The Air Force hopes to use the power of 2,200 Sony PlayStation 3 consoles in future research projects

The United States Air Force plans to utilize the power of 2,200 Sony PlayStation 3 game consoles – the branch is expected to network the consoles into a powerful cluster that can be used for research purposes.

Researchers at the Air Force Research Laboratory hope to have the improved cluster available sometime in May or June.  The USAF already has used its current group of PS3s to help investigate Neuromorphic Computing, High Definition Video image processing, and a "Back Projection Synthetic Aperture Radar Imager."

"With respect to cell processors, a single 1U server configured with two 3.2GHz cell processors can cost up to $8K while two Sony PS3s cost approximately $600," according to the USAF requisition form.  "Though a single 3.2 GHz cell processor can deliver over 200 gigaflops, whereas the Sony PS3 configuration delivers approximately 150 gigaflops, the approximately tenfold cost difference per gigaflops makes the Sony PS3 the only viable technology for [high performance computing] applications."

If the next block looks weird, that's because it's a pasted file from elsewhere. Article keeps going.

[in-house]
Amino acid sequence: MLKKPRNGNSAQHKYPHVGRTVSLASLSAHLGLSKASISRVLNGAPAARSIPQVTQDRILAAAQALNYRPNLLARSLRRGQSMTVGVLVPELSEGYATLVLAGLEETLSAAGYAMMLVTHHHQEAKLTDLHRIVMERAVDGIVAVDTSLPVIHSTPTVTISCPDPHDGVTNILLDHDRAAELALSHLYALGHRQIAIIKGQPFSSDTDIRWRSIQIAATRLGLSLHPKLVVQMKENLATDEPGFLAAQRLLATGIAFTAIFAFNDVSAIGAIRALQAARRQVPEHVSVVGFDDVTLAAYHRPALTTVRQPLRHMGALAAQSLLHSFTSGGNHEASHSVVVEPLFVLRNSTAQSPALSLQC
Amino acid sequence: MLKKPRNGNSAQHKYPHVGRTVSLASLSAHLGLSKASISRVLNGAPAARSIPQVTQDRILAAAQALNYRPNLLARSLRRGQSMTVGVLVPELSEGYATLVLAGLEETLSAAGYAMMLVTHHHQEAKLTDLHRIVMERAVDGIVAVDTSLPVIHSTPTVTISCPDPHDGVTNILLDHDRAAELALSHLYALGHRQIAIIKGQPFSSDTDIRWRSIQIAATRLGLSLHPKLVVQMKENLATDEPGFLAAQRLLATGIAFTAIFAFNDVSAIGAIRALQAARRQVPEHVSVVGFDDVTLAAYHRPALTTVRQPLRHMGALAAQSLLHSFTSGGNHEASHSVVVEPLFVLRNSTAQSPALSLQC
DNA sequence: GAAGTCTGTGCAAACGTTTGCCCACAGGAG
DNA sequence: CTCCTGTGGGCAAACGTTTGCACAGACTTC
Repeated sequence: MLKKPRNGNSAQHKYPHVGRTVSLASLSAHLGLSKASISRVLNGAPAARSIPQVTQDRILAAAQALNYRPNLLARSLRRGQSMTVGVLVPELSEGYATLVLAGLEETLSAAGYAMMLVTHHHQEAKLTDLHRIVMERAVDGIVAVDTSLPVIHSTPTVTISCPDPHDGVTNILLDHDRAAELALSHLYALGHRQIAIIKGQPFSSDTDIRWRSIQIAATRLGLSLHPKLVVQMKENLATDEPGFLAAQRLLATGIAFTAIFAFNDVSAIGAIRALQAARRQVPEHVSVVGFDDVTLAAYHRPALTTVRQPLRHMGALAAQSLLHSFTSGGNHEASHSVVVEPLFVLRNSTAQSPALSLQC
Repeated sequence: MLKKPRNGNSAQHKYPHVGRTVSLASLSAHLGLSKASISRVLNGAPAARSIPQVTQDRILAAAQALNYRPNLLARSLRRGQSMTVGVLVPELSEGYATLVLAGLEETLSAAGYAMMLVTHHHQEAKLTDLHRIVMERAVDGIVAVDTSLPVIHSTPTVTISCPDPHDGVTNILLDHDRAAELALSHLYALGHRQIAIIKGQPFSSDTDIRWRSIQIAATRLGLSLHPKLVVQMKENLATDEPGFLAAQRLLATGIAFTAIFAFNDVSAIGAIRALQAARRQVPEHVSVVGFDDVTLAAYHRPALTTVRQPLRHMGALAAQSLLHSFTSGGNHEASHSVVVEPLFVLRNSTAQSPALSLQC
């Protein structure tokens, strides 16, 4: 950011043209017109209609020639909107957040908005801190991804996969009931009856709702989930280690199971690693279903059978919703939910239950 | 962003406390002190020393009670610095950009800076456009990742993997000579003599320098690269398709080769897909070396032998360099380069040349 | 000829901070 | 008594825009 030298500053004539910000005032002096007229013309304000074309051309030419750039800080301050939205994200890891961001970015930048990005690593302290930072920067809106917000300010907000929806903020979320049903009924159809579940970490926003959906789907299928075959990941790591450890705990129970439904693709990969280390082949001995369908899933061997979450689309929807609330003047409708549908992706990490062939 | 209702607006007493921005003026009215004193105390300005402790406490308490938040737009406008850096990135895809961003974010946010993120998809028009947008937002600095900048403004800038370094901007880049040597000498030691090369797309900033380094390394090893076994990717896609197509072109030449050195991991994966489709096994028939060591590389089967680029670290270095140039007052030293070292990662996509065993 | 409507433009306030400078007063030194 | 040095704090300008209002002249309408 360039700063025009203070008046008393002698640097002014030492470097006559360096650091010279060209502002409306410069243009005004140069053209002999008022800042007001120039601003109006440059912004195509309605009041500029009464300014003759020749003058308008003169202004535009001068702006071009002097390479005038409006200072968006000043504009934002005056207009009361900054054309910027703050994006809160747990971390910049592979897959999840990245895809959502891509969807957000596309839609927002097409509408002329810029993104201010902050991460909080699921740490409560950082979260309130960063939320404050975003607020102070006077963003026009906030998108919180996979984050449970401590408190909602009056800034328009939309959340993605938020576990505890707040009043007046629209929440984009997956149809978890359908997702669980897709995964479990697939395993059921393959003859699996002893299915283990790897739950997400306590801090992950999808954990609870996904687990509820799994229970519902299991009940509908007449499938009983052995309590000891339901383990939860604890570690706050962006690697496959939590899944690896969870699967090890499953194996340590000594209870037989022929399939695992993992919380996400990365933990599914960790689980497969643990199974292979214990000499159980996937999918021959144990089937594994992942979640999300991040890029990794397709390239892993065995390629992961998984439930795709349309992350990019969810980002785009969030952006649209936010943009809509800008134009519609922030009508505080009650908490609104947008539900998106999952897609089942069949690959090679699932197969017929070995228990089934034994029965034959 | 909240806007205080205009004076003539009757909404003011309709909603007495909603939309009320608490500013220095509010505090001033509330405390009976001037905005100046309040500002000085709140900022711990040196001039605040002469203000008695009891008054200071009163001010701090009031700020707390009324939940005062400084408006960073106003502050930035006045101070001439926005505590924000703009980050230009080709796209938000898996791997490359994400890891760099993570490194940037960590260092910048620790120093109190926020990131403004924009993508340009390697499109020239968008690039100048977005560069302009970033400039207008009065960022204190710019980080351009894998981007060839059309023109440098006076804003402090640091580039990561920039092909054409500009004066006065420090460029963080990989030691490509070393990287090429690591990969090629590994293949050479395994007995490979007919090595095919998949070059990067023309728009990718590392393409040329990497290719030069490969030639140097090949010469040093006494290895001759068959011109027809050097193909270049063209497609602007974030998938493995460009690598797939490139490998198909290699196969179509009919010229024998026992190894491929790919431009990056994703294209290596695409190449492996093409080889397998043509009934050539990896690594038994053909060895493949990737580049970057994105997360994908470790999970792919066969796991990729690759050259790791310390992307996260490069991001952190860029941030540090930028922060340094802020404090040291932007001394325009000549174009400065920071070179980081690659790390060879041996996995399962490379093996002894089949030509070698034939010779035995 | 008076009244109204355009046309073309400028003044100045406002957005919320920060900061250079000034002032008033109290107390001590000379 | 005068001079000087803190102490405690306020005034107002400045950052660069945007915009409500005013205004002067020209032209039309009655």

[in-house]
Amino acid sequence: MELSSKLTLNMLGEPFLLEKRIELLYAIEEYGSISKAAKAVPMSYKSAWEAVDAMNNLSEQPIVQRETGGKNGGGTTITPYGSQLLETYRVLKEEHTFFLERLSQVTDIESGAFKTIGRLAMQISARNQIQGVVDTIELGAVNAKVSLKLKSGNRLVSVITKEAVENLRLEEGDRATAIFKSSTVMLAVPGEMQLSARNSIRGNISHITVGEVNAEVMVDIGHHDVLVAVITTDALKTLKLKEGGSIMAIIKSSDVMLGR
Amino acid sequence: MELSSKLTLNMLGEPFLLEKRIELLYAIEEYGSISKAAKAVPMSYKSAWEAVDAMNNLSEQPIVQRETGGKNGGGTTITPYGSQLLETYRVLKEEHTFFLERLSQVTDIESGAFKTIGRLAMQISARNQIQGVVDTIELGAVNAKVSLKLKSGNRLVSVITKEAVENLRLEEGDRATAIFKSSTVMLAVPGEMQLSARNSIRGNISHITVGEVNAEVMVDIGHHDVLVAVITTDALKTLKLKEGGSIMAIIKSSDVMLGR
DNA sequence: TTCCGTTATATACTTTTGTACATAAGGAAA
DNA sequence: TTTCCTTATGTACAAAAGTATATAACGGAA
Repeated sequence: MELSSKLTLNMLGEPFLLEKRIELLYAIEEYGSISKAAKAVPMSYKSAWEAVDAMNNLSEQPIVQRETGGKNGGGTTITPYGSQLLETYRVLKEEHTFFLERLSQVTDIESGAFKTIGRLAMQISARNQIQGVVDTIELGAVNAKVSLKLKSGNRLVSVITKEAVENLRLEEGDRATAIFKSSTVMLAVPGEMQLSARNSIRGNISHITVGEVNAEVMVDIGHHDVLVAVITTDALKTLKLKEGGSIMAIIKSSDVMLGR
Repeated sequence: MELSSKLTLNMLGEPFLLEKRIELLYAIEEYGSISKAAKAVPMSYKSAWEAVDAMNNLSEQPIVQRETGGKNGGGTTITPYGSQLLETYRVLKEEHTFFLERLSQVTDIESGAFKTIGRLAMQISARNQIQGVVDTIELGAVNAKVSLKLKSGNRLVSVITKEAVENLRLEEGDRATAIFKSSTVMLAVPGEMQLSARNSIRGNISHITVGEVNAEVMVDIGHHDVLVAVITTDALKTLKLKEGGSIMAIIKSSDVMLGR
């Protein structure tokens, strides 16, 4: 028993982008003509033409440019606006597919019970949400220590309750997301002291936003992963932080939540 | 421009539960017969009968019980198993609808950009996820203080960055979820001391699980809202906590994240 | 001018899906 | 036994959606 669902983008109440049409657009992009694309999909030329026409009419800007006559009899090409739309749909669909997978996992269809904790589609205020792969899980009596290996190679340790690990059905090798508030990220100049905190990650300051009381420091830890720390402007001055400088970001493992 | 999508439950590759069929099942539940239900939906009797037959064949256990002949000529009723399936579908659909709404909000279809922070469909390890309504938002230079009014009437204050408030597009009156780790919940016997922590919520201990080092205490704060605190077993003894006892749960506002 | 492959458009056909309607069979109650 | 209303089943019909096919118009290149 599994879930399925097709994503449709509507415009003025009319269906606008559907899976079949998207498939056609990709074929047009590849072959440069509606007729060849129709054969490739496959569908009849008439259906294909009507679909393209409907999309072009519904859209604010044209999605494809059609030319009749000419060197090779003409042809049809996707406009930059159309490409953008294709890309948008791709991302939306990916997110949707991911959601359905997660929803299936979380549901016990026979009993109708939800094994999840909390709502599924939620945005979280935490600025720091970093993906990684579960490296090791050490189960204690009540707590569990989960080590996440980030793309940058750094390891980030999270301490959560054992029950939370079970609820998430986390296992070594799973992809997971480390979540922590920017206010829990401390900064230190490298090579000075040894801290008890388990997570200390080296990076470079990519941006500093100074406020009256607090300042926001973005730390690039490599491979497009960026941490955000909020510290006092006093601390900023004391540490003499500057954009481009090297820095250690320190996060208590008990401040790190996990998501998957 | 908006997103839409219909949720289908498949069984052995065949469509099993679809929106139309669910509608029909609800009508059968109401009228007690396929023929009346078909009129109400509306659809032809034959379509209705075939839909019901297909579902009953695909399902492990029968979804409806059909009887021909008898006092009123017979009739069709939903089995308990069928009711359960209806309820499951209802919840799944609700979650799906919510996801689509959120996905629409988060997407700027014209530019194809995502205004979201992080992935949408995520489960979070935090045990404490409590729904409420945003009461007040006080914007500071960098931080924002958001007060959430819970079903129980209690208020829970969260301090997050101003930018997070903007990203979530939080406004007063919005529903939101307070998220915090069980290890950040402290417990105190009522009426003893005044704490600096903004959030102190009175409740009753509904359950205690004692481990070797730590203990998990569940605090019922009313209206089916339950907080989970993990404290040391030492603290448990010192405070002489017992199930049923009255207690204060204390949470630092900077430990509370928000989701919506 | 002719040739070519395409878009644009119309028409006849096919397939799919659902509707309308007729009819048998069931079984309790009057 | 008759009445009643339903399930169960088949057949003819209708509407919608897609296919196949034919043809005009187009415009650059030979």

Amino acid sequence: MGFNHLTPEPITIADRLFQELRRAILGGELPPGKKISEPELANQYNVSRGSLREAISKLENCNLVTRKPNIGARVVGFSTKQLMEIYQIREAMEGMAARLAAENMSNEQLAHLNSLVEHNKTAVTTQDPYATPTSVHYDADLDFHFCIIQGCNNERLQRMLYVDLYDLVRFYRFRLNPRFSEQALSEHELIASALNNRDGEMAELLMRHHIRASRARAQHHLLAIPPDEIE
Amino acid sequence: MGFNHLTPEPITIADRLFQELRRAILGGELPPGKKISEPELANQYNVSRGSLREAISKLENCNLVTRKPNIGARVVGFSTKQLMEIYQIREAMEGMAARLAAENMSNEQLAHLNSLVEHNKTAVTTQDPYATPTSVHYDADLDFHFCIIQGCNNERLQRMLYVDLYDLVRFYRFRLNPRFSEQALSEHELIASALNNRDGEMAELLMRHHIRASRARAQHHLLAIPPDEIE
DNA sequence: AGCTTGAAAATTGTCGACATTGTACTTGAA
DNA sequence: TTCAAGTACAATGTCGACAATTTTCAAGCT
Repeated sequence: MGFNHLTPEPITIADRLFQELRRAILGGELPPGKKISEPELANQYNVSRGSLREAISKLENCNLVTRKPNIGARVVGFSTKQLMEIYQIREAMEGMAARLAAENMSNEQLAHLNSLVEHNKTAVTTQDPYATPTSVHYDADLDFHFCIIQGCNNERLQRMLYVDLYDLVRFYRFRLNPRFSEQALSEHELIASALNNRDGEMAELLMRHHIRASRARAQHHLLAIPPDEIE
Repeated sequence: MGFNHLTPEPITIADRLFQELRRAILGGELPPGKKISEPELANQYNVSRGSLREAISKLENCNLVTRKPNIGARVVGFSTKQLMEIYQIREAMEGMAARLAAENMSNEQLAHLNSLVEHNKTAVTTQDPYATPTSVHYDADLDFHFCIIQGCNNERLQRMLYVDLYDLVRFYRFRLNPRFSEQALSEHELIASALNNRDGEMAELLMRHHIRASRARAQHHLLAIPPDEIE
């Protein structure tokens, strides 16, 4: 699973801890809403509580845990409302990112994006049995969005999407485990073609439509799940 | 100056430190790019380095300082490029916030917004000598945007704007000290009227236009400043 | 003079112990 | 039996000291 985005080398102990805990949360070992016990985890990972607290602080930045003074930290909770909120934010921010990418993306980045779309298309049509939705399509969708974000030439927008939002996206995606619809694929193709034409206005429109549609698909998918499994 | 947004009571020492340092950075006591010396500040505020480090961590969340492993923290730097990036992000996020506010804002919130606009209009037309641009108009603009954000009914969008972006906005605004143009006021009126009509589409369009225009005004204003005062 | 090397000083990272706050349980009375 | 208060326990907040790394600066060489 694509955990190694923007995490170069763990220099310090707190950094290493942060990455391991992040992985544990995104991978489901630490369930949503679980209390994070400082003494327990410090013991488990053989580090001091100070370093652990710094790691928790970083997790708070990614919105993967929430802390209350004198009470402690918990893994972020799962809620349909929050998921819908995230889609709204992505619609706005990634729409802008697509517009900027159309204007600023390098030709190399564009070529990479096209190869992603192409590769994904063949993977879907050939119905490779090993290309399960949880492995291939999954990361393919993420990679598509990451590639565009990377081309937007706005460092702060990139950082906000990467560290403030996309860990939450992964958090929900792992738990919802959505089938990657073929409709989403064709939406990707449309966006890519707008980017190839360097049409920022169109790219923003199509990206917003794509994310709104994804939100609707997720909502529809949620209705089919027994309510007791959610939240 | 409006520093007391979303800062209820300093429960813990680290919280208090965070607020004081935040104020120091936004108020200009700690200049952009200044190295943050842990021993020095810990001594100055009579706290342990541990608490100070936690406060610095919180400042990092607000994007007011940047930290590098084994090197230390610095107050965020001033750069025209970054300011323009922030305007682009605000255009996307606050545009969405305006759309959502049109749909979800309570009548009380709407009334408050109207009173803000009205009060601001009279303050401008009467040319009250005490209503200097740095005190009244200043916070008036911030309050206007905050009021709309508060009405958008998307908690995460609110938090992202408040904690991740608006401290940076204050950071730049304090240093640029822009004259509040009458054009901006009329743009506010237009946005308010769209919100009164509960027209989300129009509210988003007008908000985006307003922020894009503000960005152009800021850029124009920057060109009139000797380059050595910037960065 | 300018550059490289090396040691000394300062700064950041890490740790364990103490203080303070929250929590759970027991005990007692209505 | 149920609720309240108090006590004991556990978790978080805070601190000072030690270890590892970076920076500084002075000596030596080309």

The AFRL has a $2M research grant through the Department of Defense's High Performance Computing Modernization Program, though it's unknown if any significant breakthroughs have been found.

Specifically, the USAF is expected to use customized software designed for use on the Cell Broadband Engine architecture.  Sony uses the Cell processor in its PS3, a powerful computing technology that has been favored among researchers -- the PS3 is already used by the Los Alamos National Laboratory and U.S. Customs Enforcement.

The USAF continues to expand its use of computer networks and cloud computing as it develops new software technology that can be used both in the United States and on the battlefields overseas.

"We are going to continue to work with them to make sure they understand the reality of the Internet.  A lot of these people don't have Ph.Ds, and they don't have a degree in computer science." -- RIM co-CEO Michael Lazaridis

Latest Blog Posts

Copyright 2017 DailyTech LLC. - RSS Feed | Advertise | About Us | Ethics | FAQ | Terms, Conditions & Privacy Information | Kristopher Kubicki